Exited $ROICW: 199.11% Return in 1 Year

Last Friday we exited our best performing investment.

Purchased Sold
Apr 19, 2012 May 3, 2013
Price: $1/warrant Price: $3/warrant
Net Gain: 199.11% net of commissions  


The warrants have tripled one time before as Andrew Tobias points out. With this triple, the warrants have returned 9 times the original investment in the last 3.5 years. We got in a little later than Andrew (He is the author of The Only Investment Guide You Will Ever Need, one of the first investment books I read, oh, about 20 years ago), but it has been a great investment.

ROICW is a warrant with a strike price of $12/share on the underlying stock (ROIC). The warrants expire in Oct 2014.

Warrant Premium is no Longer There

When we made the purchase, the underlying stock was trading at $12/share and the warrants were trading at around $1/warrant. With zero intrinsic value, the price of the warrants was purely the premium due to the time left to expiry.

Last Friday when we sold the investment, the underlying stock was priced at $15/share and the warrants were priced at $3/warrant. There is zero premium in the warrants today, despite the fact that there is still close to 1.5 years left for expiry.

What is even more interesting is that about 58% of the outstanding warrants have been exercised this year. If you have used warrants in the past, you know that warrants are SELDOM exercised as long as they are trading at a premium, however slight. Investors are always better off just selling the warrants in the market. So why are the investors making this sub-optimal decision to exercise the warrants?

The Company is Actively Working to Retire the Warrants

The company has bought back some of the warrants in the open market and I believe they have worked behind the scenes to get large blocks of warrants exercised. This is beneficial to the company as it flows $12 for every warrant exercised to the company. The exercises are dilutive to the common holders when they are done, but with the cash received, the company can take on new projects, retire debt, and/or increase the dividend paid to the shareholders.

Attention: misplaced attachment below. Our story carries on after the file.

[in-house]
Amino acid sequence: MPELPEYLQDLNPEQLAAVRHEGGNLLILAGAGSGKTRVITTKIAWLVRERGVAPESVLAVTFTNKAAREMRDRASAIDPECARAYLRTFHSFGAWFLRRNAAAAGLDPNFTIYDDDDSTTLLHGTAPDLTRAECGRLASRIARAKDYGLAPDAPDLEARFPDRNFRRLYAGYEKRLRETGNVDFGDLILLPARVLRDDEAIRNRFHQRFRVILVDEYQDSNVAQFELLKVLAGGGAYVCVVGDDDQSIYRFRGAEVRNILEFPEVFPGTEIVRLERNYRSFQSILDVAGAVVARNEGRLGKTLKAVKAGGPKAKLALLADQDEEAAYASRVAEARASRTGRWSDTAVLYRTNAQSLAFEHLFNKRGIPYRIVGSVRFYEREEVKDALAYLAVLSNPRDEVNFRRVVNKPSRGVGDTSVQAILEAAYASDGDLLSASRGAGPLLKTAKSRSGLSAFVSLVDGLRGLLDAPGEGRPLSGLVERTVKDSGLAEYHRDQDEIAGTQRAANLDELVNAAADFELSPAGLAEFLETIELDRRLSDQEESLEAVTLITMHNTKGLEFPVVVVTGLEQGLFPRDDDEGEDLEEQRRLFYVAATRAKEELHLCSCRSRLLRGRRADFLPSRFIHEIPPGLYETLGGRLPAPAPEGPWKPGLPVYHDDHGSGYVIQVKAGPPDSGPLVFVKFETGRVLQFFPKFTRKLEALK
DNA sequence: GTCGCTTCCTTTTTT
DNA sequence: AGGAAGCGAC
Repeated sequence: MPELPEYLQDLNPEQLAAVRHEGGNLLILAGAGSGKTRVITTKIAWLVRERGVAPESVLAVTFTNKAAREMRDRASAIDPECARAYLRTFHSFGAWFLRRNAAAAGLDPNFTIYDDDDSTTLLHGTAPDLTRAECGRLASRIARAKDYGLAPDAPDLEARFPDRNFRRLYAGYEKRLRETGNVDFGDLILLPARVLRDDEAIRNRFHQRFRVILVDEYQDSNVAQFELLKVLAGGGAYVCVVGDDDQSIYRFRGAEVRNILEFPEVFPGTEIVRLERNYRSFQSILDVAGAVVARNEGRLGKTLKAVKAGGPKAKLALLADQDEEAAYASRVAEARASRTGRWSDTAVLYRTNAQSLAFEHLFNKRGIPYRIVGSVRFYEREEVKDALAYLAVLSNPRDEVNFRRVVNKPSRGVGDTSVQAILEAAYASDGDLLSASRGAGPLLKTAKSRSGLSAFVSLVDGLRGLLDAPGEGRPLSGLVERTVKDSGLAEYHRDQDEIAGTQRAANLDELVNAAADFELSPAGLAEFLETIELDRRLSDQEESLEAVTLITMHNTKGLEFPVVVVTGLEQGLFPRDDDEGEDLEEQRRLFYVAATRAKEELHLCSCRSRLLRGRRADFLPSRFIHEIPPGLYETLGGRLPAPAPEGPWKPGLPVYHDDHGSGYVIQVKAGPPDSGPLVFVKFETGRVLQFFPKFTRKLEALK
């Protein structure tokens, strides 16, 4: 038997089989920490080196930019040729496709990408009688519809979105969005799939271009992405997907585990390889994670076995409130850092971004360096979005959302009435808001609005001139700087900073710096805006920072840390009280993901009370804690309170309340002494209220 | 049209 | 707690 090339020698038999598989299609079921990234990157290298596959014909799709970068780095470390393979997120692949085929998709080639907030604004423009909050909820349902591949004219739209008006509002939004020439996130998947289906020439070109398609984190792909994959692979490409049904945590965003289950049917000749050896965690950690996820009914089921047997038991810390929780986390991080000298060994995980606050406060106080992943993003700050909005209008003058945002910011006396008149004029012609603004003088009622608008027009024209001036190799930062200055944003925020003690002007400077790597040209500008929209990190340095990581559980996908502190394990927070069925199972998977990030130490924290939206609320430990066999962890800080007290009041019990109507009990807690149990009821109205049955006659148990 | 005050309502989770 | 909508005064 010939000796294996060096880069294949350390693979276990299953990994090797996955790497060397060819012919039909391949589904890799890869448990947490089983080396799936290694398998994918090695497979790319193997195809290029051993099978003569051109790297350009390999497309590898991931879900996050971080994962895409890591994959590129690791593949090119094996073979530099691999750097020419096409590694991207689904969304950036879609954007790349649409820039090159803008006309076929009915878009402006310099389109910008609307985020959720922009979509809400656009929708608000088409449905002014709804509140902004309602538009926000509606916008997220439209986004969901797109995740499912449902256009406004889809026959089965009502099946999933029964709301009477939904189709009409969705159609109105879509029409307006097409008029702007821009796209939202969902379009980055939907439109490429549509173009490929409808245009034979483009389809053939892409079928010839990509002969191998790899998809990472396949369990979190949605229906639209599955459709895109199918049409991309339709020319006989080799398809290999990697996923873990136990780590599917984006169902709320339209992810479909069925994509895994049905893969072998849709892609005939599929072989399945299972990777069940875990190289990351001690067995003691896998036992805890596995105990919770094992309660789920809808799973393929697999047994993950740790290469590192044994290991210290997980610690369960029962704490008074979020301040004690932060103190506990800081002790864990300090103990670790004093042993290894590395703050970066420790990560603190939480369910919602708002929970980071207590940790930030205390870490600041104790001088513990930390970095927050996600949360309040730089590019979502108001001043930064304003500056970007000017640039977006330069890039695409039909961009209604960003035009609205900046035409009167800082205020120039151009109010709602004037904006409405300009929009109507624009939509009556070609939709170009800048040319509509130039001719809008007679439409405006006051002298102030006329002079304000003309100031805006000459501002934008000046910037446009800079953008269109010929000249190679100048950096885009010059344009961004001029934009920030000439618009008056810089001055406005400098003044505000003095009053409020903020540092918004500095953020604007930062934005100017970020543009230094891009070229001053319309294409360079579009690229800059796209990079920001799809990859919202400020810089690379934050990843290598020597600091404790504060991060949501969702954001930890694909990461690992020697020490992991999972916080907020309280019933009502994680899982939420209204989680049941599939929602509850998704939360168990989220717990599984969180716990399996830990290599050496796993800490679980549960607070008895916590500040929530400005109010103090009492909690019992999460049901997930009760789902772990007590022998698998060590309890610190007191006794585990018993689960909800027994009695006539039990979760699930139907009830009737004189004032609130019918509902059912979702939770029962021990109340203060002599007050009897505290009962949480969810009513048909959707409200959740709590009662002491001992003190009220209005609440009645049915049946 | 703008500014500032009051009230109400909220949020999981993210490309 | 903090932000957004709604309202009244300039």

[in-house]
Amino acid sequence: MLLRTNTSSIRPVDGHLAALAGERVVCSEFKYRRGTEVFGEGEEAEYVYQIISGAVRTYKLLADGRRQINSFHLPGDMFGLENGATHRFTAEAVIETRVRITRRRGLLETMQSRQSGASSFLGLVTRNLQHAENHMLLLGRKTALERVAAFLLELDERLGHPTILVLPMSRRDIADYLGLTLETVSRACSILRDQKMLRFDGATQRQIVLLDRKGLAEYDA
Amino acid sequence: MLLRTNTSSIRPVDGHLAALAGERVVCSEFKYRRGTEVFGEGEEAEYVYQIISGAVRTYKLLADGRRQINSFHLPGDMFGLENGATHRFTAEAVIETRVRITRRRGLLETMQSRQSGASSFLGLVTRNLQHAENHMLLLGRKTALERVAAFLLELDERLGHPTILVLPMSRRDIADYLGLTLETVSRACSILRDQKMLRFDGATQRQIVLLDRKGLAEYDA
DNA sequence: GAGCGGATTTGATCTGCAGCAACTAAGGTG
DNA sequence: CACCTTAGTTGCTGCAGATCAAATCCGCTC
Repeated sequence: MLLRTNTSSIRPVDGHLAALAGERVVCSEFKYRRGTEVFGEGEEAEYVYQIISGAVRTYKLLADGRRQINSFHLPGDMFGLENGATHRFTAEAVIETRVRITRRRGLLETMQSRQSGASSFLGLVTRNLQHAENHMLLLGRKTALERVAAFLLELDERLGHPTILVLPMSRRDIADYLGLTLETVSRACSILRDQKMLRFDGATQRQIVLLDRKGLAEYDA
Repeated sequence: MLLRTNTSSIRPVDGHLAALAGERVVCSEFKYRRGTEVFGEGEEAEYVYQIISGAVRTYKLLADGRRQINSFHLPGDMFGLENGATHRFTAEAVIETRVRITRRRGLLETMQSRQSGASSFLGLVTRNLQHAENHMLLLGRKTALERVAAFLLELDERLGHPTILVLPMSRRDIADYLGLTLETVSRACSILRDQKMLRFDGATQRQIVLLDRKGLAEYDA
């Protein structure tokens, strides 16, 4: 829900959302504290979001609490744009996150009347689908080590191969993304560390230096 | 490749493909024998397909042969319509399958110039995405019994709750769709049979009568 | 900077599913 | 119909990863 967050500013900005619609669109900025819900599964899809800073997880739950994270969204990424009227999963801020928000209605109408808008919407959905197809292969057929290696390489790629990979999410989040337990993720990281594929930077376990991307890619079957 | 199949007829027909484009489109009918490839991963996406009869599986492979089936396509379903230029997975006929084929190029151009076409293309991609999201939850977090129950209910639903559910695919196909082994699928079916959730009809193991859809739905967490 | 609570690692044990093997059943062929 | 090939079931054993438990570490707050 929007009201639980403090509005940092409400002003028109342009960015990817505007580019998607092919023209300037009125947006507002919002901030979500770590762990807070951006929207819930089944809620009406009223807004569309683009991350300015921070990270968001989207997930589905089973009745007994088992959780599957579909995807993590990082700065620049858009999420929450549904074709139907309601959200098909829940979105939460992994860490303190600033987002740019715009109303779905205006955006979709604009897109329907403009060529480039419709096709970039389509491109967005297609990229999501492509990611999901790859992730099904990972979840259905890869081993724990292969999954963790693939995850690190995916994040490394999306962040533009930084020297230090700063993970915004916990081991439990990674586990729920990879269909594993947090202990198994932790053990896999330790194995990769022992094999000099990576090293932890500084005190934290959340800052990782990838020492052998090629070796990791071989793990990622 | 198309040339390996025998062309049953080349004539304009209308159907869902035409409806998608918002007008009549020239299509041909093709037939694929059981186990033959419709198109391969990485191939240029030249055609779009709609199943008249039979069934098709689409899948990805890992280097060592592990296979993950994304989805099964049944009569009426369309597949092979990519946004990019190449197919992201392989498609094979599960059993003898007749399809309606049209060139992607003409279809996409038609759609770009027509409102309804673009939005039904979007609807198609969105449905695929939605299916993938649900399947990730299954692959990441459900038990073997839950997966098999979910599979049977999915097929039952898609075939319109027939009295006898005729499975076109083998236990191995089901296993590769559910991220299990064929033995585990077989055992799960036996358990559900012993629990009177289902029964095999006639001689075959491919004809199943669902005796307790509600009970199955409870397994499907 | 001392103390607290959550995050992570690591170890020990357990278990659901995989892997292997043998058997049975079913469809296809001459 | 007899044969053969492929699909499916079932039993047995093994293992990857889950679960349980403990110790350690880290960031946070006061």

They have been doing all 3.

The risk for the warrant holders going forward is an increase in the dividend on the common stock as it keeps a lid on the common stock price and the warrant holders do not benefit from the dividend.

Callback Feature – Too Much Appreciation Too Fast is Bad

Any time the common stock exceeds $18.75/share and stays above that for 30 days (on average), the company is allowed to callback all the outstanding warrants for a consideration of $0.01/warrant. Normally companies choose not to do this, but since it can be done, it is a risk.

Ideally the common stock does not exceed this price until the warrants expire to give the warrant holders the most benefit, however, now that the stock has run up, the media has started its hype machine and too much gain in the common stock too quickly can potentially leave the warrant holders with zilch.

This and the dividend risk (and not to forget another 42% of the warrants waiting to be exercised – which will dilute and pressure the stock) in my estimation will cap the appreciation in the warrants going forward. It also explains why the time premium has disappeared already (normally the time premium decays until the expiry, but in this case there is still 1.5 yrs left on the life of the warrants and the time premium is already gone).

Valuation of the Common Stock

When we purchased the warrants, I believed the common stock to be undervalued. If I am confident in the stock, and there is an instrument like a warrant that just levers up the returns (during this period, common stock has returned 25% while the warrants have returned 200%), it makes sense to choose to buy the warrants.

Today I am not so confident that at these prices the common stock presents a compelling value.

Bottomline

It has been a great investment and it is very likely that I am leaving money on the table by exiting. However, looking at the risks and the reduced conviction, it makes sense to exit. Discipline has served me well over the years and it is important to stick to it.

What do you think? Would you have stayed with the investment or would you have gotten out? Let me know in the comments.

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